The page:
Anti-SSA autoantibodies are among the most frequently detected autoantibodies and have traditionally been associated with Sjögren's syndrome (SjS) and systemic lupus erythematosus. The unexpected finding of anti-SSA antibodies in a patient with common variable immunodeficiency disorder (CVID) treated with intravenous immunoglobulin (IVIG), who developed discoid lupus erythematosus, prompted us to investigate the presence of anti-SSA antibodies in IVIG preparations. Since anti-SSA antibodies may be present in apparently healthy individuals without overt autoimmune features, IVIG preparations may also contain anti-SSA antibodies.STUDY DESIGN AND METHODS:
IVIG consists of polyclonal immunoglobulin G isolated from the plasma of more than 1000 blood donors. Several IVIG batches from different suppliers and serum samples of patients receiving these IVIG products were tested for the presence of anti-nuclear antibodies (ANAs) and extractable nuclear antibodies (ENAs). In addition, we tested several plasma pools for the presence of anti-SSA and subsequent serum samples of individual donors.RESULTS:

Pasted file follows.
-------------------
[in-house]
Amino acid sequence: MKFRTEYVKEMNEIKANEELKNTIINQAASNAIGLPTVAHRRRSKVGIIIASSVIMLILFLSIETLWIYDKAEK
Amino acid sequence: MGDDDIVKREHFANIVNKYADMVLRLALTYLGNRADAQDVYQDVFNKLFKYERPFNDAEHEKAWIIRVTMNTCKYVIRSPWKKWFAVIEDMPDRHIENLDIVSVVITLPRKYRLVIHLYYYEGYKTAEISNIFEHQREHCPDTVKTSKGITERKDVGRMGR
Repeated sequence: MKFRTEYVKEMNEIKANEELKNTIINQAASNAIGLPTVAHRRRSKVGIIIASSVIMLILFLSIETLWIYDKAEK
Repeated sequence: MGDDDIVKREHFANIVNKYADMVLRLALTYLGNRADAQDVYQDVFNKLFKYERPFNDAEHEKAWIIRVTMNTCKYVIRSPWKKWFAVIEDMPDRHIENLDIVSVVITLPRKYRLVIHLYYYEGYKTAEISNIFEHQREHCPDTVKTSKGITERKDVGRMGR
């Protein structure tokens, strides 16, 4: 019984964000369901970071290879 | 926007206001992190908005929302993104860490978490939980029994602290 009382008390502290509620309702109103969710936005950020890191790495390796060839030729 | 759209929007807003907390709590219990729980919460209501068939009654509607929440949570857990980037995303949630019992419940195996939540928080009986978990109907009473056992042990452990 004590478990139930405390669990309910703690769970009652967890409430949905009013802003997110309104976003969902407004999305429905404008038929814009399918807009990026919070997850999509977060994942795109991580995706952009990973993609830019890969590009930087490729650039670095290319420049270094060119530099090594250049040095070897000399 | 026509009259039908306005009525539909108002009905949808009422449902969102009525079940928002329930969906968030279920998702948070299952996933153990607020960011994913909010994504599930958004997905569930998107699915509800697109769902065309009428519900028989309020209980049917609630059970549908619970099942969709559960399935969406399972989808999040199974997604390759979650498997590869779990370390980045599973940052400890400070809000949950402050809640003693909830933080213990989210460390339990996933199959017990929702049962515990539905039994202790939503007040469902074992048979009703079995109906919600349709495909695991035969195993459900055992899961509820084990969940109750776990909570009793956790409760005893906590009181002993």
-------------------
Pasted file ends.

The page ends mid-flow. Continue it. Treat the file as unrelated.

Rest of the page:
Several CVID-patients receiving IVIG tested positive for ANA and anti-SSA. The IVIG products administered also contained clearly detectable concentrations of these antibodies. The frequency of apparently healthy blood donors with anti-SSA positivity was 0.69% and one of 1894 donors (0.05%) showed a very high titer of anti-SSA of more than 10,000 U/mL.CONCLUSION:
Anti-SSA is present in IVIG products and in blood donors without clinical symptoms. IVIG replacement can interfere with ANA and ENA serology by passive transfer of autoantibodies. We hypothesize that such autoantibodies may be causally related to disease manifestations in some recipients.